Particularly notable was Anne Hutchinson, who felt a religious calling and held Bible study classes for both men and women in colonial Massachusetts in the mid-17th century. Her teaching put her afoul of Puritan rules against women teaching men and she was condemned by her Puritan church and forced to move to Rhode Island, where a haven for dissenters began to grow.
Many women in 17th century America were accused and convicted of witchcraft, for their insights and rebellion against accepted religious practice, which did not allow for women’s ways of knowing.
Any woman who challenged male authority and traditional roles was in danger of being accused of witchcraft, tried, and even executed by the authorities. The portrait of a Good Woman in those days displayed her as necessarily pious but confined in her practice to her home and family.
But this wasn’t enough for many women, and though the threat of false accusations persisted into the 19th century and beyond, women became active in many social causes and in rebellion against the strictures of Good Womanhood.
Such heroines of early American history, in addition to Louisa May Alcott, include Margaret Fuller, one of our Transcendentalist foremothers, Susan B. Anthony, suffragist, Elizabeth Cady Stanton, author of The Women’s Bible, Jane Addams, early social worker, Dorothea Dix, mental health advocate, and many, many others.
Slowly the tide of American life began to turn, and with the turning of the tide, came new ways of thinking about religion and about ministry. Women’s presence in religious and sociopolitical life has radically changed approaches to both theology and social service, as well as ministry.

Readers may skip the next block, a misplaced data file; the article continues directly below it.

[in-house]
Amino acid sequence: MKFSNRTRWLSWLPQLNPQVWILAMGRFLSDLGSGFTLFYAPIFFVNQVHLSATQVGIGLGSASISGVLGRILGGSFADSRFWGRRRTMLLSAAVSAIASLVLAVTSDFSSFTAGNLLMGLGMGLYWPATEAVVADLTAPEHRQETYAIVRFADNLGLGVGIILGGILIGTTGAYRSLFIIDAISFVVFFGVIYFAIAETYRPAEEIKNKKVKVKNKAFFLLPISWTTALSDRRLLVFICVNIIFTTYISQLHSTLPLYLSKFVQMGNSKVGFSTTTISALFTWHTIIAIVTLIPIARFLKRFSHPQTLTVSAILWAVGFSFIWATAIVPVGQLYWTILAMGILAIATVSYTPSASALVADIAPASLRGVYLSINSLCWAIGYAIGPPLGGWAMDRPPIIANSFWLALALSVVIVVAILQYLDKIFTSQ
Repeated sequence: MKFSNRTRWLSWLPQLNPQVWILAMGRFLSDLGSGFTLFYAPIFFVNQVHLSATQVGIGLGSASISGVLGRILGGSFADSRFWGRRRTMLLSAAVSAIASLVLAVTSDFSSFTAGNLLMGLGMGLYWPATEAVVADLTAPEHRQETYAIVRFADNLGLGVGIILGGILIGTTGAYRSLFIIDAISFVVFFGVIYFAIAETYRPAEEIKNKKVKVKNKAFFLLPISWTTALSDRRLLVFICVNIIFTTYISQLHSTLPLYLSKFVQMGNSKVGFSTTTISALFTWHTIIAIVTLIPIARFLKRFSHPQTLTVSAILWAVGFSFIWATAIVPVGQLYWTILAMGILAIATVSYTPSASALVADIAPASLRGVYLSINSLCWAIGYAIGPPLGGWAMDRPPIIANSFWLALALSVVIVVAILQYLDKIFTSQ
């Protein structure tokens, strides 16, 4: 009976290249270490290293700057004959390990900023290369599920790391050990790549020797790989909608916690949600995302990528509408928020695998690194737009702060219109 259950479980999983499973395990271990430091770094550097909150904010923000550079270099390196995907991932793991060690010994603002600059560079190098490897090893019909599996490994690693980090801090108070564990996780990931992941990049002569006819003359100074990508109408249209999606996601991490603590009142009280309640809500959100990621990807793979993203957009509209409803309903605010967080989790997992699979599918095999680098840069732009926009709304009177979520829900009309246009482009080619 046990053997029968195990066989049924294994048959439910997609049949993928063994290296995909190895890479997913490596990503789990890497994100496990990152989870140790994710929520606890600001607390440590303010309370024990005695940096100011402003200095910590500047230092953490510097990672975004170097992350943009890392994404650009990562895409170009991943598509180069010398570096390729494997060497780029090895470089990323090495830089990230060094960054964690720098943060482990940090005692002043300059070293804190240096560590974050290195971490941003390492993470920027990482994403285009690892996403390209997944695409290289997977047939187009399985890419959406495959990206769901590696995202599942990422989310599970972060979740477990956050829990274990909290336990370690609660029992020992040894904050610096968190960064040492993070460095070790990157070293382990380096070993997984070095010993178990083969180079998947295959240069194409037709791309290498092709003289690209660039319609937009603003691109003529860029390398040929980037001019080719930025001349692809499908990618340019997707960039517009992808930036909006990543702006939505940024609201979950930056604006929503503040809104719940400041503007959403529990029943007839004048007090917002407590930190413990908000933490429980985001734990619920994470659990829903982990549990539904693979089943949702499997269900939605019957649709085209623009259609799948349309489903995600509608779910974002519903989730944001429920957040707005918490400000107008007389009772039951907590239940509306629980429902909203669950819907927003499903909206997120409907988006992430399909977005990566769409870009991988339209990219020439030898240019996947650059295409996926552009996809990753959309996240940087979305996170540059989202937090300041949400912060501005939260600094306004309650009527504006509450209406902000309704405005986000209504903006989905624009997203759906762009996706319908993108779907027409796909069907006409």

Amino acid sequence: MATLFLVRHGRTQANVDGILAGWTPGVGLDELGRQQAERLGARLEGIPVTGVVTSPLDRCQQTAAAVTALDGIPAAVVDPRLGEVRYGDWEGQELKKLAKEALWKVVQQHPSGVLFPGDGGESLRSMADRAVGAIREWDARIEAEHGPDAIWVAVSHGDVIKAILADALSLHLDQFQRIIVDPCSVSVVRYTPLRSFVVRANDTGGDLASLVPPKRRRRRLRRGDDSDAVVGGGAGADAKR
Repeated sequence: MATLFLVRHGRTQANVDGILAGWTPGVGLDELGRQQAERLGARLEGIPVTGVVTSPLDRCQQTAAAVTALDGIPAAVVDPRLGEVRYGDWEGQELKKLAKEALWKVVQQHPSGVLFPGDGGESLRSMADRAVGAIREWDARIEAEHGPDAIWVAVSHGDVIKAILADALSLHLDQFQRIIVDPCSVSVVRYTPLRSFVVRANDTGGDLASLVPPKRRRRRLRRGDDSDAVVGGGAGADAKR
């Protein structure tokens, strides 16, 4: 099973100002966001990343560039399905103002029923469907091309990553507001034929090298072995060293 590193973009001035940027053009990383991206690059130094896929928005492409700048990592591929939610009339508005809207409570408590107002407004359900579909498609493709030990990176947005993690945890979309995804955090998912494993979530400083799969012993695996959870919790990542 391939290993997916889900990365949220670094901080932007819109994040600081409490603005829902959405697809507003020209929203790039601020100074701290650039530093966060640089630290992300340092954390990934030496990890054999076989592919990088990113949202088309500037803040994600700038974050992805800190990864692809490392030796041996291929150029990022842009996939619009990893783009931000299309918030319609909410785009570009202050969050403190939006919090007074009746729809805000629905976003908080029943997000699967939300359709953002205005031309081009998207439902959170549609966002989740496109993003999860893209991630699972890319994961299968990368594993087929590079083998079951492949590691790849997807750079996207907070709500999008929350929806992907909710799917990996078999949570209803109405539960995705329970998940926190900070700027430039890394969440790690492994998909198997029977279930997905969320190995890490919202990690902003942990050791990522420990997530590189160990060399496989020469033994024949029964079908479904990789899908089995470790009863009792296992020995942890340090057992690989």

The wisdom of women was for centuries isolated in the home and in a narrow band of service activities, while men’s wisdom and knowledge became dominant. But human living belongs to both women and men. Human life is not fully effective unless both male and female wisdom are present throughout the entire range of human activity. Each brings distinctive contributions to human life.
But what is women’s wisdom, and how does it play out in human living? What does it mean, when women are excluded?
The wisdom of women brings together the experience of the body to the experience of the mind, to combine intuition and reason, feeling and intellect, intimacy and detachment, subjective knowledge to objective knowledge.
When these functions are separated, when only the right brain or the left brain is operative at a time, the human world is incomplete, powered by inadequate systems, lopsided in its morality and generativity.
Human existence is a mutual dependence on a diversity of components. When men centered on themselves and their own ways of knowing, leaving out what women know, the home, the family, in fact, the entire human enterprise on earth was degraded. We did not know this, as a culture, until feminism first began to flower.
We did not realize the damage done to the earth and to the human community when women were considered to exist only for the purposes of men. But by claiming their place in every aspect of the social and cultural life of the human community, women have changed the way the world works, changed attitudes and approaches to social problems, offered a perspective of empathy and nurture which contrasts sharply with the authoritarian perspective of more patriarchal systems.
And women of color have added their own womanist and liberationist outlook to modern systems of social and religious thought, for their experience has been even more circumscribed by patriarchy than that of white women.